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The East African : February 10th 2014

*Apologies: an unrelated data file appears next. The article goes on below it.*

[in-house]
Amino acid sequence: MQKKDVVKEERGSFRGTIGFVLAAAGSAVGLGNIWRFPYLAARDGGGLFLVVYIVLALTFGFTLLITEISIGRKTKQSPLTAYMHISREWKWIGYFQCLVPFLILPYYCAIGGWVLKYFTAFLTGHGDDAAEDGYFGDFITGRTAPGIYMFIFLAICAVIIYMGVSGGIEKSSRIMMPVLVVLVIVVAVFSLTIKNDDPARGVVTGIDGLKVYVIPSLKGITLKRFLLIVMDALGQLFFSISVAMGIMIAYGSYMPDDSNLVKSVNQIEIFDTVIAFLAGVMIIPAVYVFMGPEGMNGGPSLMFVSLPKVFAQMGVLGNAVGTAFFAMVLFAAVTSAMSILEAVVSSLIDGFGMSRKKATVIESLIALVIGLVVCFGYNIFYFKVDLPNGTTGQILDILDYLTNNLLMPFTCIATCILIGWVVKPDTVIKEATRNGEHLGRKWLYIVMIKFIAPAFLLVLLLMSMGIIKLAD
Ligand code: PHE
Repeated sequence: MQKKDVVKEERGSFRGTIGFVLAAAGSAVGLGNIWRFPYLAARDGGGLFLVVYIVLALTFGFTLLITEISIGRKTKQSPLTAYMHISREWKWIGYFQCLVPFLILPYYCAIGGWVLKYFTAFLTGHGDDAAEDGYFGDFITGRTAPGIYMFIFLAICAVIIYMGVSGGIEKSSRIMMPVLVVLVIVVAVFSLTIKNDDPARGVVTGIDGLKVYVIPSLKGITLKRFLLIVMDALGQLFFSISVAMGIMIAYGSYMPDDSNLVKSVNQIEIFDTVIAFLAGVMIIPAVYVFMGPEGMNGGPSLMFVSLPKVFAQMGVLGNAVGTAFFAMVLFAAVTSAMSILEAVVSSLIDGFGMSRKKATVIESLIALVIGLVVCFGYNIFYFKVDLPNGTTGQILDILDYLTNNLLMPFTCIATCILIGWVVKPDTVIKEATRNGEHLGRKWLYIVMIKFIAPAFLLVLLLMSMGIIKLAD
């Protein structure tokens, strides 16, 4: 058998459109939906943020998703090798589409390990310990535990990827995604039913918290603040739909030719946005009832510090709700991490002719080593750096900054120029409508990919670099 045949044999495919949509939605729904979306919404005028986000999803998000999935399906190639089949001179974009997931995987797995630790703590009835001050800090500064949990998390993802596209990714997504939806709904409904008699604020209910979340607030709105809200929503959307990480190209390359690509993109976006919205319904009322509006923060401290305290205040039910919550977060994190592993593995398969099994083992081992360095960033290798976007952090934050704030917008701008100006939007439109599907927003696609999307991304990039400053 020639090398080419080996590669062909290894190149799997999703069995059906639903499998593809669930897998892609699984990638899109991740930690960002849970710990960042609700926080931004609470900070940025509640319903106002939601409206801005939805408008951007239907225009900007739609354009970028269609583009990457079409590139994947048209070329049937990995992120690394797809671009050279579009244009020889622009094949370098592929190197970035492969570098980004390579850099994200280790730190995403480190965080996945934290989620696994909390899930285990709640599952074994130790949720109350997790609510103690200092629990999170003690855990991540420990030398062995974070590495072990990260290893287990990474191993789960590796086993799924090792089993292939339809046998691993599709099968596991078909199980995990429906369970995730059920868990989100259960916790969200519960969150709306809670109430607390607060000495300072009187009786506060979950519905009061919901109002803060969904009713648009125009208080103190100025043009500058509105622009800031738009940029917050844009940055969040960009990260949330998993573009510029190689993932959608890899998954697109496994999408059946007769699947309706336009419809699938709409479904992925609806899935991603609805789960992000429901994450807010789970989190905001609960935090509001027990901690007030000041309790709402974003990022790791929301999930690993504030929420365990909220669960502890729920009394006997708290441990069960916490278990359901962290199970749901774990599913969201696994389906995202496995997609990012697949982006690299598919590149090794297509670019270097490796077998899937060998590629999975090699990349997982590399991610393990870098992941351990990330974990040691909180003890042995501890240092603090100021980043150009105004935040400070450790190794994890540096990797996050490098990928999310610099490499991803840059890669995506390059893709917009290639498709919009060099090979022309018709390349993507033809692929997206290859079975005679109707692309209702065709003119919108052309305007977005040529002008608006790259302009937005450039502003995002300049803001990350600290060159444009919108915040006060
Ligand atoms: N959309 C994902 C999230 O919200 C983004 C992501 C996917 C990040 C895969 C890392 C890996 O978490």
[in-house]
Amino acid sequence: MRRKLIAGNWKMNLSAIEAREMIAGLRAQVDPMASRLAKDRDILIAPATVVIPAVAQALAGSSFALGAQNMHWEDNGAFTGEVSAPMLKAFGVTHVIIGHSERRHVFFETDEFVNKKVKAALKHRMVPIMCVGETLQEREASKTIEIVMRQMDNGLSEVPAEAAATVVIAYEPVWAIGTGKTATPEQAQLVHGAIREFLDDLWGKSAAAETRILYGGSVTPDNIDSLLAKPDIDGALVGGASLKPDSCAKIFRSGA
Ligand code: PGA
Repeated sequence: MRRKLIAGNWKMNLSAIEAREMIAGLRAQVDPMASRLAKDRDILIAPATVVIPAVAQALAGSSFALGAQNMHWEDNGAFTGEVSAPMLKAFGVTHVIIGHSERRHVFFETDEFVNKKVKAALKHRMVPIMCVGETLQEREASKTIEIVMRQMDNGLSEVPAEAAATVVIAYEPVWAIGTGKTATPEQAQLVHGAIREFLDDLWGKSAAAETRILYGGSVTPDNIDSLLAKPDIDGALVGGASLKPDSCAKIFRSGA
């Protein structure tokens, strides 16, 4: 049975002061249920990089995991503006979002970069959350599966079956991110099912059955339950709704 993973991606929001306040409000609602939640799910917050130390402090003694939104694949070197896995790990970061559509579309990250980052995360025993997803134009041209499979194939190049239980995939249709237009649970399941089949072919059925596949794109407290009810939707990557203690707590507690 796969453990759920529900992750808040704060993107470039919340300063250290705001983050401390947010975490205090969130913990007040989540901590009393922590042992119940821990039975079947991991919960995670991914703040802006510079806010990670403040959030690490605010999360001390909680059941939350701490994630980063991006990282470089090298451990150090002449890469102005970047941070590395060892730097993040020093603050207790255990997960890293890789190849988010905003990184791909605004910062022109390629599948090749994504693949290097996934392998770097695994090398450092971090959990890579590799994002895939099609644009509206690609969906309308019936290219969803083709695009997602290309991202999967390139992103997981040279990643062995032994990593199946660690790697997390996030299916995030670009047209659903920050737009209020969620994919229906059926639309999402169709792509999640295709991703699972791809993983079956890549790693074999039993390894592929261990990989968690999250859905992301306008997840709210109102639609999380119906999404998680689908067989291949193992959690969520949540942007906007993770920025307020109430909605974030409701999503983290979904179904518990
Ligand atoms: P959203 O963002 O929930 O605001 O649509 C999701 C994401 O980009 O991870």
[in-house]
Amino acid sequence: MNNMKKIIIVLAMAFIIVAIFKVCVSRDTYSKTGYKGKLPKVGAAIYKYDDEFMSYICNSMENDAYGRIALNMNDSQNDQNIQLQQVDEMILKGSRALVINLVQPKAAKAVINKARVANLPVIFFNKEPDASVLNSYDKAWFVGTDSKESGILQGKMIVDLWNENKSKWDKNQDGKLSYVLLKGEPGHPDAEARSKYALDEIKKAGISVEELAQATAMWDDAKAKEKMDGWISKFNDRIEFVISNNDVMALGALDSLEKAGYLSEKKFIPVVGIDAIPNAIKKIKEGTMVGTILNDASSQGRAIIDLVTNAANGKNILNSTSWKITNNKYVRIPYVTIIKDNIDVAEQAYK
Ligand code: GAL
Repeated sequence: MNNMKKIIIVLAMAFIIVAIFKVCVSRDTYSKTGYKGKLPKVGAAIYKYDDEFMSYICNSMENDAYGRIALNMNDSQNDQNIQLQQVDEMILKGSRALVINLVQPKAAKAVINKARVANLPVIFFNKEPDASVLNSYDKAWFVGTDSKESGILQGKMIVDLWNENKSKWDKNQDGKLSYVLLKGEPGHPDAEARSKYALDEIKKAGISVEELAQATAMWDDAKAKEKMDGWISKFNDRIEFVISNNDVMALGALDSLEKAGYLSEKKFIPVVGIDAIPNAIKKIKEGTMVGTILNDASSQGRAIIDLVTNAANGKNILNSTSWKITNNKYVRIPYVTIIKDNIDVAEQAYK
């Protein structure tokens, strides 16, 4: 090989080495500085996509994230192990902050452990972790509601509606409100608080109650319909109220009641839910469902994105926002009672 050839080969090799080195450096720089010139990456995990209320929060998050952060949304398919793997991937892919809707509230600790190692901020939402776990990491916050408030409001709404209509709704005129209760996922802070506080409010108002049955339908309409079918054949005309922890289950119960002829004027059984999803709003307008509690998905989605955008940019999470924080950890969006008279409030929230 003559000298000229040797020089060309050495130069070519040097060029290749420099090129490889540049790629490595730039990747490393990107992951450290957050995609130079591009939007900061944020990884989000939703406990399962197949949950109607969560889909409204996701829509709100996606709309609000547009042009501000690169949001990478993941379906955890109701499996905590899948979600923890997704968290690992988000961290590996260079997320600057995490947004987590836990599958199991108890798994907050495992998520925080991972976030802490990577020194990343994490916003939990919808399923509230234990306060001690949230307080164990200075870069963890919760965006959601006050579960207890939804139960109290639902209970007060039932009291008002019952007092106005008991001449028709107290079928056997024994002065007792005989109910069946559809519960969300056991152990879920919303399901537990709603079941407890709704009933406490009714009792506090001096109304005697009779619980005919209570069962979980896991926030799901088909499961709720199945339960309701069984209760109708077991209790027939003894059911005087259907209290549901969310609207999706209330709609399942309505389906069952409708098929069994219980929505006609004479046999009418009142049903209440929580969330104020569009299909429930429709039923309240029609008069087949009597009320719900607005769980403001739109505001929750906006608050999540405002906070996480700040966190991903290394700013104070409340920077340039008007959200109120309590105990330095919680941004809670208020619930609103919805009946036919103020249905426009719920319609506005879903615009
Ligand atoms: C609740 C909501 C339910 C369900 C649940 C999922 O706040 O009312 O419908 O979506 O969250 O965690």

42 The EastAfrican BUSINESS FEBRUARY 8-14,2014 MANAG E R If you a≥e enti≥ely satisfied with you≥ st≥ategy, chances a≥e it is not pe≥fect A ll executives know that strategy is important. But almost all also find it scary, because it forces them to confront a future they can only guess at. The natural reaction is to make the challenge less daunting by turning it into a problem that can be solved with tried and tested tools. That nearly always means spending weeks or even months preparing a comprehensive plan for how the company will invest in existing and new assets and capabilities in order to achieve a target. This is a terrible way to make strategy. If you are entirely comfortable with your strategy, there’s a strong chance it isn’t very good. You’re probably stuck in one or more of the traps I’ll discuss in this article. True strategy is about placing bets and making hard choices as follows. Comfort trap 1: Strategic planning: Strategic plans all tend to look pretty much the same. They usually have three major parts. The first is a vision or mission statement that sets out a relatively lofty goal. The second is a list of initiatives that the organisation will carry out in pursuit of the goal. The third element is the conversion of the initiatives into financials. In this way, the plan dovetails nicely with the annual budget. This exercise arguably makes for more thoughtful budgets. However, it must not be confused with strategy. Planning typically isn’t explicit about what the organisation chooses not to do and why. Its dominant logic is affordability; the plan consists of whichever initiatives fit the company’s resources. Comfort trap 2: Cost-based thinking. The focus on planning leads seamlessly to cost-based thinking. Costs lend themselves wonderfully to planning, be- come and will be able to make necessary adjustments. I have argued that planning, COMMENTARY ROGER L. MARTIN “True strategy is about placing bets and making hard choices.” cause by and large they are under the control of the company. For the vast majority of costs, the company plays the role of customer. It decides how many employees to hire, how many machines to procure, how much advertising to air and so on. Costs are comfortable because they can be planned for with relative precision. The trouble is that planning-oriented managers tend to apply familiar costside approaches to the revenue side as well, treating revenue planning as virtually identical to cost planning and as an equal component of the overall plan and budget. But when the planned revenue doesn’t show up, managers feel confused and even aggrieved. “What more could we have done?” they wonder. “We spent thousands upon thousands of hours planning.” There’s a simple reason why revenue planning doesn’t have the same desired result as cost planning. For costs, the company makes the decisions. But for revenue, customers are in charge. Comfort trap 3: Self-referential strategy frameworks. In identifying a strategy, most executives adopt one of a number of standard frameworks. Unfortunately, two of the most popular ones can lead the unwary user to design a strategy entirely around what the company can control. How can a company escape these traps? By ensuring that the strategy-making process conforms to three basic rules. Rule 1: Keep the strategy statement simple. Two choices determine success: Which specific customers to target and how to create a compelling value proposition for those customers. If a strategy is about just those two decisions, it won’t need to involve the production of long and tedious planning documents. Rule 2: Recognise that strat- egy is not about perfection. Managers must internalise that fact if they are not to be intimidated by the strategy-making process. For that to happen, boards and regulators need to reinforce rather than undermine the notion that strategy involves a bet. Rule 3: Make the logic ex- plicit. The only sure way to improve the hit rate of your strategic choices is to test the logic of your thinking: For your choices to make sense, what do you need to believe about customers, about competition, about your capabilities? If the logic is recorded and then compared with real events, managers will be able to see quickly when and how the strategy is not producing the desired out- cost management and focusing on capabilities are dangerous traps for the strategy-maker. Yet those activities are essential; no company can neglect them. For if it’s strategy that compels customers to give the company its revenue, then planning, cost control and capabilities determine whether the revenue can be obtained at a price that is profitable for the company. Human nature being what it is, though, planning and the other activities will always dominate strategy rather than serve it — unless a conscious effort is made to prevent that. How can a company escape these traps? By ensuring that the strategy-making process conforms to three basic rules. Rule 1: keep the strategy statement simple. Two choices determine success: which specific customers to target and how to create a compelling value proposition for those customers. If a strategy is about just those two decisions, it won’t need to involve the production of long and tedious planning documents. Rule 2: recognize that strategy is not about perfection. Managers must internalise that fact if they are not to be intimidated by the strategy-making process. For that to happen, boards and regulators need to reinforce rather than undermine the notion that strategy involves a bet. Rule 3: make the logic ex- plicit. The only sure way to improve the hit rate of your strategic choices is to test the logic of your thinking: For your choices to make sense, what do you need to believe about customers, about competition, about your capabilities? If the logic is recorded and then compared to real events, managers will be able to see quickly when and how the strategy is not producing the desired outcome and will be able to make necessary adjustments. Roger L. Martin is a profes- sor and the former dean at the University of Toronto’s Rotman School of Management. The ‘moneyball’ app≥oach in hi≥ing of chief executives By KNOWLEDGE@WHARTON IT WAS the lesson of the bestselling book-turned-movie, Moneyball: Don’t throw money at big-name baseball players or judge future performance by purely physical attributes. Assess them, instead, by more relevant measurements, like their on-base percentage. Wharton professor J. Scott Armstrong and Philippe Jacquart of Emlyon Business School in Écully, France, say the same principles can be applied to choosing corporate executives. In a recent paper, they challenge the popular belief that higher pay leads to selecting chief executive officers who will outperform their lowercompensated counterparts. After doing an extensive review of existing experimental research, Mr Armstrong and Mr Jacquart concluded that just the opposite is true — higher pay does not attract better talent, and can be expected to undermine performance. They suggest that a better method of choosing the right leader is to use quantifiable measures to judge candidates for the job, anonymously if possible. Their paper, “Are top executives paid enough? An evidence-based review,” was published, along with commentaries, in the NovemberDecember edition of Interfaces journal. The authors say executive search firms and corporate boards typically use “unaided expert judgment” — i.e., gut instinct — in making decisions about hiring CEOs, who in 2008 were paid 185 times more than the average worker. Those instincts, they note, are often triggered by factors unrelated to a person’s ability to do the job at hand. Their review included a 1994 experiment in which participants viewed videotaped job interviews, “Corporate boards can use a method similar to sealed bids to help select top executives.” which included some candidates who wore prostheses to appear overweight. When viewing the overweight candidates, participants made negative inferences despite no evidence that body type makes any difference in executive performance, the authors write. Mr Armstrong says companies have more precise methods at their disposal, but are so entrenched in traditional, subjective recruitment methods that they are reluctant to experiment with new ideas. The biggest shortcoming of executive recruitment, the researchers say, is the failure to apply “Meehl’s Rule:” Never meet a job candidate until you decide to make them an offer. The late Paul E. Meehl, a psychologist from the University of Minnesota, advised using relevant, quantifiable factors to judge candidates. Instead, height, body build, gender, accent and looks often get considered, the authors note. The authors suggest that corporate boards can use a method similar to sealed bids to help select top executives. Instead of coming in for a traditional face-toface interview, candidates would be allowed to submit sealed bids about what they can do for the organisation, what skills they possess, how much money they require, how long a contract they need and whether they would require a pay-off if asked to resign.